After connecting the disk to the server, let’s see a list of all the disks and find the name of the desired one:
sudo fdisk -l
I’ll give an example of mounting NTFS partition of a disk in Ubuntu (since I had a disk partitioned into two partitions, drive C and D, then they were found in the system as /dev/sdb1 and /dev/sdb2, both mounted to the created directories):
sudo mkdir /newhdd1 sudo mount -t ntfs /dev/sdb1 /newhdd1 sudo mkdir /newhdd2 sudo mount -t ntfs /dev/sdb2 /newhdd2
Since before this disk was used in the Windows system, I had a mount error:
The disk contains an unclean file system (0, 0).
Metadata kept in Windows cache, refused to mount.
Failed to mount ‘/dev/sdb1’: The operation is not allowed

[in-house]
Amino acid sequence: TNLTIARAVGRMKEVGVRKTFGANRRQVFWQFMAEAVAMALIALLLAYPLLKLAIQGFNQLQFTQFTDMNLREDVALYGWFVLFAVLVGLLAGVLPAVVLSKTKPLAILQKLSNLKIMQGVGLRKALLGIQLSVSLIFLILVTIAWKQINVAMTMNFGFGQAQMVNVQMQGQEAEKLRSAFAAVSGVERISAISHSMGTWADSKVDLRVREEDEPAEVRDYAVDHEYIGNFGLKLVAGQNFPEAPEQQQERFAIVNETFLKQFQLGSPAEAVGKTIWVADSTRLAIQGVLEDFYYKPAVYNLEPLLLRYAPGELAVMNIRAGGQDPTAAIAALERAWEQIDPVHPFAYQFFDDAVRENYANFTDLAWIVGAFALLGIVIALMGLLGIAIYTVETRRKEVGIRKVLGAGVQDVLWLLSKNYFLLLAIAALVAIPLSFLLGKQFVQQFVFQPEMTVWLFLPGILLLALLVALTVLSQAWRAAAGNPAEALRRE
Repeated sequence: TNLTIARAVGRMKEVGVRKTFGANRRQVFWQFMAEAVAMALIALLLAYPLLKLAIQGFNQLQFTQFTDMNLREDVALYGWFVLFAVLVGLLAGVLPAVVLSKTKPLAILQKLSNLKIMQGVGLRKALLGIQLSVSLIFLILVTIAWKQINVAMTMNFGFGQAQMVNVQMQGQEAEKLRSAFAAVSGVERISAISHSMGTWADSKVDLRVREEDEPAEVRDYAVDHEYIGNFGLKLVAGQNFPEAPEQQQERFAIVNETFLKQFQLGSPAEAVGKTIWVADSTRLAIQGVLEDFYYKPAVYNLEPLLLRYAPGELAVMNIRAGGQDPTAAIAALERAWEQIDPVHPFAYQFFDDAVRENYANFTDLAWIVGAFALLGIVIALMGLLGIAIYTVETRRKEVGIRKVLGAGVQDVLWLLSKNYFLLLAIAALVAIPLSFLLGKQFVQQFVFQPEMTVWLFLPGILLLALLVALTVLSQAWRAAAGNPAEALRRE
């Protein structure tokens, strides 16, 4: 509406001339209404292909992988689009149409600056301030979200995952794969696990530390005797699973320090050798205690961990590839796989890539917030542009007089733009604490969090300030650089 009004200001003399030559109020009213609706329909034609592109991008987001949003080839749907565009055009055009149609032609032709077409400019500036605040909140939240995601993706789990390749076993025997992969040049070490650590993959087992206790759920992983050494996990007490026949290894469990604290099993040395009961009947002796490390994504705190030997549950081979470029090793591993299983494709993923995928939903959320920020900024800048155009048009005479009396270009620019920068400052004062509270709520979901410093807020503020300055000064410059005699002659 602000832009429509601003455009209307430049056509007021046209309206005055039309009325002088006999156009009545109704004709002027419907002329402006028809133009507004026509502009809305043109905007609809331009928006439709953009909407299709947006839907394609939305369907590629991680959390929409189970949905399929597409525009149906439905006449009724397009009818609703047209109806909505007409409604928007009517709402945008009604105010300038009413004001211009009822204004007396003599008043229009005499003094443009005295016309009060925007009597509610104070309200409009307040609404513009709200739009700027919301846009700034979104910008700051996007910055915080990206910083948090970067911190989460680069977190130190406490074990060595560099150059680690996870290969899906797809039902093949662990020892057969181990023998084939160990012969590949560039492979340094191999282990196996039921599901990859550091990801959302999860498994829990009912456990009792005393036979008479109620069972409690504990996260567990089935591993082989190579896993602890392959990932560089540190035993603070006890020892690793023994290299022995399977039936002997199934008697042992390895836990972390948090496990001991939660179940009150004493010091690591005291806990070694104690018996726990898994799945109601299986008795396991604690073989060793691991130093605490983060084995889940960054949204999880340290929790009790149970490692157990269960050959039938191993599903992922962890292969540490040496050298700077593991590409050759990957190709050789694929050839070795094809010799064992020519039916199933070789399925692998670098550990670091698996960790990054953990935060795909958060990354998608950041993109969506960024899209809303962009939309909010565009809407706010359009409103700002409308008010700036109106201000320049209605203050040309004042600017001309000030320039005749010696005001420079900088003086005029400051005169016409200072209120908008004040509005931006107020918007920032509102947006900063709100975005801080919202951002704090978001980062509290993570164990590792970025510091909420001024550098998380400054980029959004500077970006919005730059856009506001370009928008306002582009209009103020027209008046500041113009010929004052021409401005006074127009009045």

The NTFS partition is in an unsafe state. Please resume and shutdown
Windows fully (no hibernation or fast restarting), or mount the volume
read-only with the ‘ro’ mount option.
In this case, you can mount the partition in read-only mode:
sudo mount -t ntfs -o ro /dev/sdb1 /newhdd1
Either fix the partitions with the command:
sudo ntfsfix /dev/sdb1 sudo ntfsfix /dev/sdb2
And after that, mount with full access:
sudo mount -t ntfs /dev/sdb1 /newhdd1 sudo mount -t ntfs /dev/sdb2 /newhdd2
You can unmount it like this:
sudo umount -t ntfs /dev/sdb1 /newhdd1 sudo umount -t ntfs /dev/sdb2 /newhdd2
Managing disk partitions in Ubuntu using fdisk